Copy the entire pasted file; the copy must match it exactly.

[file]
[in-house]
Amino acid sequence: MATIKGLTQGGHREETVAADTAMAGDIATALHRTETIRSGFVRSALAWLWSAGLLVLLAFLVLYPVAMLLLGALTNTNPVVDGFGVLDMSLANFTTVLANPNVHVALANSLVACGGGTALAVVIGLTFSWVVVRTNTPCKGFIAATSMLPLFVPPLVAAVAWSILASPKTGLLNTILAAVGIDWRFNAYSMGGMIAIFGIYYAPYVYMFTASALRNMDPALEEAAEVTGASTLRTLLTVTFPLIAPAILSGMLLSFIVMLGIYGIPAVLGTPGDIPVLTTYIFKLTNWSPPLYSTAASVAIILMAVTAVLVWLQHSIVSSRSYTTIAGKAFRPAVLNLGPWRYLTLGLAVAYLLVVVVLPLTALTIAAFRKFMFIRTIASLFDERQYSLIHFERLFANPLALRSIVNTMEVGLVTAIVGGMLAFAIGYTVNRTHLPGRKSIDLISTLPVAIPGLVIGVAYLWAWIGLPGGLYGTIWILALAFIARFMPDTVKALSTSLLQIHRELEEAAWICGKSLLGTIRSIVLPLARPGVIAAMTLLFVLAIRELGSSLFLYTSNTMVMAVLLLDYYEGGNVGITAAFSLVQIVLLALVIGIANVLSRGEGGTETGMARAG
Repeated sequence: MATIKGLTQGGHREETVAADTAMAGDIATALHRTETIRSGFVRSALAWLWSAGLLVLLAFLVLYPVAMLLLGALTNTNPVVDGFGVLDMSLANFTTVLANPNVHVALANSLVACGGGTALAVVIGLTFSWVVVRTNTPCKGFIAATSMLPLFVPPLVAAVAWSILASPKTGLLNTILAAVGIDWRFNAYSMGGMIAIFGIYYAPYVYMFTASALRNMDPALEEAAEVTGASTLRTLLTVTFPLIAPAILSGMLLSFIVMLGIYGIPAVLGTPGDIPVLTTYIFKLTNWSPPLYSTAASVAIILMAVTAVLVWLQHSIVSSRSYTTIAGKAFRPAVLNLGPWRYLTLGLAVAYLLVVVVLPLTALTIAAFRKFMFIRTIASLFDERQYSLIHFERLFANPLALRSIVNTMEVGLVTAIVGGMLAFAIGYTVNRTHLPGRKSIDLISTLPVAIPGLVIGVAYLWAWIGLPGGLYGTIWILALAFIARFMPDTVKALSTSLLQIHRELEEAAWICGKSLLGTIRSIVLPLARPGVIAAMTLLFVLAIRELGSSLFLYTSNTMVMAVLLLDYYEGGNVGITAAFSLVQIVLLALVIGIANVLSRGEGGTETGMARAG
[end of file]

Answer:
[in-house]
Amino acid sequence: MATIKGLTQGGHREETVAADTAMAGDIATALHRTETIRSGFVRSALAWLWSAGLLVLLAFLVLYPVAMLLLGALTNTNPVVDGFGVLDMSLANFTTVLANPNVHVALANSLVACGGGTALAVVIGLTFSWVVVRTNTPCKGFIAATSMLPLFVPPLVAAVAWSILASPKTGLLNTILAAVGIDWRFNAYSMGGMIAIFGIYYAPYVYMFTASALRNMDPALEEAAEVTGASTLRTLLTVTFPLIAPAILSGMLLSFIVMLGIYGIPAVLGTPGDIPVLTTYIFKLTNWSPPLYSTAASVAIILMAVTAVLVWLQHSIVSSRSYTTIAGKAFRPAVLNLGPWRYLTLGLAVAYLLVVVVLPLTALTIAAFRKFMFIRTIASLFDERQYSLIHFERLFANPLALRSIVNTMEVGLVTAIVGGMLAFAIGYTVNRTHLPGRKSIDLISTLPVAIPGLVIGVAYLWAWIGLPGGLYGTIWILALAFIARFMPDTVKALSTSLLQIHRELEEAAWICGKSLLGTIRSIVLPLARPGVIAAMTLLFVLAIRELGSSLFLYTSNTMVMAVLLLDYYEGGNVGITAAFSLVQIVLLALVIGIANVLSRGEGGTETGMARAG
Repeated sequence: MATIKGLTQGGHREETVAADTAMAGDIATALHRTETIRSGFVRSALAWLWSAGLLVLLAFLVLYPVAMLLLGALTNTNPVVDGFGVLDMSLANFTTVLANPNVHVALANSLVACGGGTALAVVIGLTFSWVVVRTNTPCKGFIAATSMLPLFVPPLVAAVAWSILASPKTGLLNTILAAVGIDWRFNAYSMGGMIAIFGIYYAPYVYMFTASALRNMDPALEEAAEVTGASTLRTLLTVTFPLIAPAILSGMLLSFIVMLGIYGIPAVLGTPGDIPVLTTYIFKLTNWSPPLYSTAASVAIILMAVTAVLVWLQHSIVSSRSYTTIAGKAFRPAVLNLGPWRYLTLGLAVAYLLVVVVLPLTALTIAAFRKFMFIRTIASLFDERQYSLIHFERLFANPLALRSIVNTMEVGLVTAIVGGMLAFAIGYTVNRTHLPGRKSIDLISTLPVAIPGLVIGVAYLWAWIGLPGGLYGTIWILALAFIARFMPDTVKALSTSLLQIHRELEEAAWICGKSLLGTIRSIVLPLARPGVIAAMTLLFVLAIRELGSSLFLYTSNTMVMAVLLLDYYEGGNVGITAAFSLVQIVLLALVIGIANVLSRGEGGTETGMARAG